This monthly calendar is 7×14 inches, printed on 100 pound opaque bright white paper and spiral bound with a wire-o hanger for easy hang & display. These calendars are limited edition. Only 350 are for sale. Once they are sold out, they are sold out.

These calendars were digitally printed in the USA in beautiful Portland, Oregon by a family owned print shop. All artwork was created by me. Get yours here!

I am also taking wholesale orders, so if you own or manage a retail shop and would like to place an order, email me at hello@lisacongdon.com

Thank you for supporting my work!

 

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Stewart Easton

09/14/17

{Recent quilt by Stewart Easton}

Every now and again I meet and befriend an artist online who lives half a world away whose work really speaks to me. British artist Stewart Easton is one of those people. Stewart was trained as an illustrator, and his work is actually quite narrative in the traditional sense, but it is his choice of medium — embroidery, and now weaving and fabric, that make it so enormously special. He sometimes spends eight to twelve hours a day embroidering, and his use of color is spectacular. His work is heavily influenced by both folk art d by his overt rejection of macho culture.  “The other side of embroidery is its ability to make a stand against male macho garbage,” he says. Recently, I interviewed Stewart about his work and his process. Enjoy!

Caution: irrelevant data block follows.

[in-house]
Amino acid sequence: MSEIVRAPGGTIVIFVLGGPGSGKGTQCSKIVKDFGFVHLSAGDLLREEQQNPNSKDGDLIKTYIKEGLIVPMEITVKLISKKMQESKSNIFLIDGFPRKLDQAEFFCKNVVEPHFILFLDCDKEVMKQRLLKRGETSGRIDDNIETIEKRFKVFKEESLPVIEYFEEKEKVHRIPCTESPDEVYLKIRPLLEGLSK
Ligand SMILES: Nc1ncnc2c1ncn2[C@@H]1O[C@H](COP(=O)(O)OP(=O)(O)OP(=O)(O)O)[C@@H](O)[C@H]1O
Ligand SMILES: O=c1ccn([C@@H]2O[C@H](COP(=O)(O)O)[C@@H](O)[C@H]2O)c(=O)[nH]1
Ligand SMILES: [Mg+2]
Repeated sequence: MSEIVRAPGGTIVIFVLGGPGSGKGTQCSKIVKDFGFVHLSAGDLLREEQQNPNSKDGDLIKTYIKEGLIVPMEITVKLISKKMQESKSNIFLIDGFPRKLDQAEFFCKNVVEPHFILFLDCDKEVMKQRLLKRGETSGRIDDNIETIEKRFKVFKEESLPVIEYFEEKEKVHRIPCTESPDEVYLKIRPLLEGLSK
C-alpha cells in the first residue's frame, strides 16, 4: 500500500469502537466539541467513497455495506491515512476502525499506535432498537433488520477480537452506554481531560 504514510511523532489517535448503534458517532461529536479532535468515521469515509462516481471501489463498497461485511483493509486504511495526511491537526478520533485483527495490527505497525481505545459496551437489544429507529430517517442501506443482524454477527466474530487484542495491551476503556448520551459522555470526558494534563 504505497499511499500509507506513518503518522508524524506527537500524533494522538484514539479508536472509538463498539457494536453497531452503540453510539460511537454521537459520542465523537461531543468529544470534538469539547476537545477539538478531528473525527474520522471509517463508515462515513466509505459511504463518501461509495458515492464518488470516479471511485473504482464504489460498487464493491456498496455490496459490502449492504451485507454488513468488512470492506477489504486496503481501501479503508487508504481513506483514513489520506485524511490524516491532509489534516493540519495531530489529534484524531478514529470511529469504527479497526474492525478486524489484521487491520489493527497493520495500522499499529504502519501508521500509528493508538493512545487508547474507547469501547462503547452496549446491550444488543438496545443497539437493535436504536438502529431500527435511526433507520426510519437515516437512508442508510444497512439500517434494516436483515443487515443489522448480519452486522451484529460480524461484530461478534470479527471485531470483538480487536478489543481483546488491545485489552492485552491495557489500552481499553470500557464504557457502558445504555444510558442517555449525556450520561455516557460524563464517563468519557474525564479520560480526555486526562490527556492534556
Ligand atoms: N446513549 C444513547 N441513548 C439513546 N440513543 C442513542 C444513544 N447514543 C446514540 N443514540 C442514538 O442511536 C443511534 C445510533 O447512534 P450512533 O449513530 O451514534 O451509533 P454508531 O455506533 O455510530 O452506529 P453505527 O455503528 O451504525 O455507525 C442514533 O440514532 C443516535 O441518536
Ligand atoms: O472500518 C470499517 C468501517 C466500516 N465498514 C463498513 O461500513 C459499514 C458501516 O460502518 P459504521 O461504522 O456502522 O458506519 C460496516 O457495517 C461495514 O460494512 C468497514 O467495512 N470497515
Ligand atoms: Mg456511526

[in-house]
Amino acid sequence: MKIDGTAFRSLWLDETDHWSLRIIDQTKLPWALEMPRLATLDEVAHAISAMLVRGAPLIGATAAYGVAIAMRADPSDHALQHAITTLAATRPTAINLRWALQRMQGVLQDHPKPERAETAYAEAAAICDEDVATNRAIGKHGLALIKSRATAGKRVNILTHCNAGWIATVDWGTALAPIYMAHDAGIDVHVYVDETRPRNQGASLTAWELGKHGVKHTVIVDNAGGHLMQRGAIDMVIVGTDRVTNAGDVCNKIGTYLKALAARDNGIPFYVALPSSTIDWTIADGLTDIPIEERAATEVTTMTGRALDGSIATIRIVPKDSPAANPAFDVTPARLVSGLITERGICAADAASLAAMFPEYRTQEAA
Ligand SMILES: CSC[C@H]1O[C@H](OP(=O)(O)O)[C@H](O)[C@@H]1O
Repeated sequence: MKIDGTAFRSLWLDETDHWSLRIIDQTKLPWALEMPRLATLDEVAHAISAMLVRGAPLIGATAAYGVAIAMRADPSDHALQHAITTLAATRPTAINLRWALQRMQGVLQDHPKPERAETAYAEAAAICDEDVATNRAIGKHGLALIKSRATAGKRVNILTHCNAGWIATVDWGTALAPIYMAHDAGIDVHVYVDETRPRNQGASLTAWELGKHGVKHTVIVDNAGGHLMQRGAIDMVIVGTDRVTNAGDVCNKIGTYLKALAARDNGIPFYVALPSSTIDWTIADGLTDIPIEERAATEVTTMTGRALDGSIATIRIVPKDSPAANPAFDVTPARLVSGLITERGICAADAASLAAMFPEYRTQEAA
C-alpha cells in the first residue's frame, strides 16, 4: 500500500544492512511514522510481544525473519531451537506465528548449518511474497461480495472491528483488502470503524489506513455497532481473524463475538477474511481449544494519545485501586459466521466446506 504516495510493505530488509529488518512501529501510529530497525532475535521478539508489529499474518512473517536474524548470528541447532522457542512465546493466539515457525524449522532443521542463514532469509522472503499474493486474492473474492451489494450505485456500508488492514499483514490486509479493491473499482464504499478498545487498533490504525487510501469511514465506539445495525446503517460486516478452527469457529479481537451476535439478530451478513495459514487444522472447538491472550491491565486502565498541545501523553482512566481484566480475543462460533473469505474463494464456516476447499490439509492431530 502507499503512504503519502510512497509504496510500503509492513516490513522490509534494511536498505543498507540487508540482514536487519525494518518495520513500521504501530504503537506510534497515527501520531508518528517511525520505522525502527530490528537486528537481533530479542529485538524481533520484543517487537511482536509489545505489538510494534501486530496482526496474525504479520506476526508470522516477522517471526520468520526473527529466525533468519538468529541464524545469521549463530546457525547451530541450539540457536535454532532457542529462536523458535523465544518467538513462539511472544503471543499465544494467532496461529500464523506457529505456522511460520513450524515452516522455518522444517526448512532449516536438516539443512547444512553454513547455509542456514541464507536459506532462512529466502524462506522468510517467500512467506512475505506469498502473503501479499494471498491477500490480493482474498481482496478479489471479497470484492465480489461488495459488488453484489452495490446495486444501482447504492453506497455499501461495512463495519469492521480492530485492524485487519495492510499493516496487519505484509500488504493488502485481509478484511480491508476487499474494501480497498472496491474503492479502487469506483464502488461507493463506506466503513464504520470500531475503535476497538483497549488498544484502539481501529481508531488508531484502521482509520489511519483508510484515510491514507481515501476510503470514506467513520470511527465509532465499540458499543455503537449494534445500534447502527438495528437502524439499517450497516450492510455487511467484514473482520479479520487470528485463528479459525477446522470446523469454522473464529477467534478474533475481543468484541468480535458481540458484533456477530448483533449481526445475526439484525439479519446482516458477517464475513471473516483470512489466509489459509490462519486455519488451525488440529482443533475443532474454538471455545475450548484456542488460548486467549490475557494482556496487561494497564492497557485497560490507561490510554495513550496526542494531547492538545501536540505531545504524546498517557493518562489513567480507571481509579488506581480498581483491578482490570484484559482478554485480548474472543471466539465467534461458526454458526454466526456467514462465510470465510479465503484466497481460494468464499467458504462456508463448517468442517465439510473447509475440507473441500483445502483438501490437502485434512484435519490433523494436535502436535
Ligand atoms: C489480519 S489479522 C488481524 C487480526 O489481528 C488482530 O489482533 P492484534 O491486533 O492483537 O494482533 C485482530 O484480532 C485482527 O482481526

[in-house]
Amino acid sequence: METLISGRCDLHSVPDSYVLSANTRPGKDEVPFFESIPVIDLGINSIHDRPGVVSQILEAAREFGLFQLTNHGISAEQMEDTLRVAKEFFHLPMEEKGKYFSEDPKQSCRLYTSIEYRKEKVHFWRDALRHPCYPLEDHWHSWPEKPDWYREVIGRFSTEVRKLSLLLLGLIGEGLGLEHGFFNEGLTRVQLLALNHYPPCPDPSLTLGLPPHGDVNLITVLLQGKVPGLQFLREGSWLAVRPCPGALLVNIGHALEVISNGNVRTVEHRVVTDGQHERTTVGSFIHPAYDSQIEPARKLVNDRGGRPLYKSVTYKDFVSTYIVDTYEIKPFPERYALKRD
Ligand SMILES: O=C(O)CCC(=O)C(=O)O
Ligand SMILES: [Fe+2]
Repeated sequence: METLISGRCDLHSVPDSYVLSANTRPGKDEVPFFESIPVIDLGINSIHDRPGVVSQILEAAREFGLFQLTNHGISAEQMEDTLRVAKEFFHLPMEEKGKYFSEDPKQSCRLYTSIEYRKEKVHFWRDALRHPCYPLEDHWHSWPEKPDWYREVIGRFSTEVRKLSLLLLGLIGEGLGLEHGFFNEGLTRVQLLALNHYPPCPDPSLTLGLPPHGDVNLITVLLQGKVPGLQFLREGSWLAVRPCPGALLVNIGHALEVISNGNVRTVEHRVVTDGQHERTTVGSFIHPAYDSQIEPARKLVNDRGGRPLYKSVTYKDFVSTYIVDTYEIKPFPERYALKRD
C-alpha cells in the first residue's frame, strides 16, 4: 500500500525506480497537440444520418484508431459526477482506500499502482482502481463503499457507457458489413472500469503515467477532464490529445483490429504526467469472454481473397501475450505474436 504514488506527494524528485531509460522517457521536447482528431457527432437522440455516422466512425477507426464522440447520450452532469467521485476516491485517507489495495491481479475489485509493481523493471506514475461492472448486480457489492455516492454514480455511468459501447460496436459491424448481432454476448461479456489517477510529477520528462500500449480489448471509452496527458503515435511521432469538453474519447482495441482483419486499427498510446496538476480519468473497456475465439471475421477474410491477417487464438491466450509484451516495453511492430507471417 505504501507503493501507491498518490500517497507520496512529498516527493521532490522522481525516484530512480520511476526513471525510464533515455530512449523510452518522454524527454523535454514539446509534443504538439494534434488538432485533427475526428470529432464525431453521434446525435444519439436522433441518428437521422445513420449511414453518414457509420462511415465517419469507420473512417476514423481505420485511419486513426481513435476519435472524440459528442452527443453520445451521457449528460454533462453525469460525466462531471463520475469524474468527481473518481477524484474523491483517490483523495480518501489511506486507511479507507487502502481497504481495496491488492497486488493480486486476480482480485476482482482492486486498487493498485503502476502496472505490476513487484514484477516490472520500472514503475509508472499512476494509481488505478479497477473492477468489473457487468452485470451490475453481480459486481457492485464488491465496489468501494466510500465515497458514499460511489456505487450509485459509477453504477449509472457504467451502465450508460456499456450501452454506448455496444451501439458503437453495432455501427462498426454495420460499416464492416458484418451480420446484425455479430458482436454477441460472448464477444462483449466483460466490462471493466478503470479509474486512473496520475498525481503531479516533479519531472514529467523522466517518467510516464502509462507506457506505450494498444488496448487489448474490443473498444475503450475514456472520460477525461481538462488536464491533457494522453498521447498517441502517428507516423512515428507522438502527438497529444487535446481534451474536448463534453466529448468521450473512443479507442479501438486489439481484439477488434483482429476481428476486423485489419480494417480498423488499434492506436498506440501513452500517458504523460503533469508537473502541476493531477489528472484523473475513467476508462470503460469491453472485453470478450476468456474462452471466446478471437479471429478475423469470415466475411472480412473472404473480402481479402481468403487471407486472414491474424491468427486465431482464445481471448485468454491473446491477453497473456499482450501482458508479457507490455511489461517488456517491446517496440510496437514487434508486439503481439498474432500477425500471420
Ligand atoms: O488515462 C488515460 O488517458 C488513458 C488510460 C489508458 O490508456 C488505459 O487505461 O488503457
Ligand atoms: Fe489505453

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Lisa: Your website bio reads: “I draw. I sew. I ride a push bike and I like Clarks shoes.” So my first question is: what is a push bike and how is it different from a regular old bike?

Stewart: Haha. A pushbike is just a regular old bicycle. Guess it’s an old English term for a bike.

Lisa: Where do you live and what do you like about where you live?

Stewart: I currently live in London. I’m in Archway, North London. It’s real green here – lots of parks. I’m real close to Hampstead Heath, Finsbury Park, Queens Wood and lots of other woods and parks. So I’m real lucky to have this environment and then there is the gallery and museum scene. All the big shows stop off here so get super inspired and blown away by some real great art and artifacts. I’m really lucky.

Lisa: Tell us a bit about your trajectory as an artist. Where did you study art? What mediums have you used over the years and how have they changed? How did you begin embroidering?

Stewart: I missed out studying for a BA Degree. I was too busy being a ‘drop out’, but then in my early thirties I realised that I couldn’t really move on and progress in life without a form of a standard education, so I went along to an open day at Coventry University to enquire about an Illustration BA. Luckily I had already been freelancing with illustration, had a strong portfolio and kind of knew (at that stage) where I was at, where I wanted to be. etc. So i skipped the degree and went straight on to do an MA in Illustration.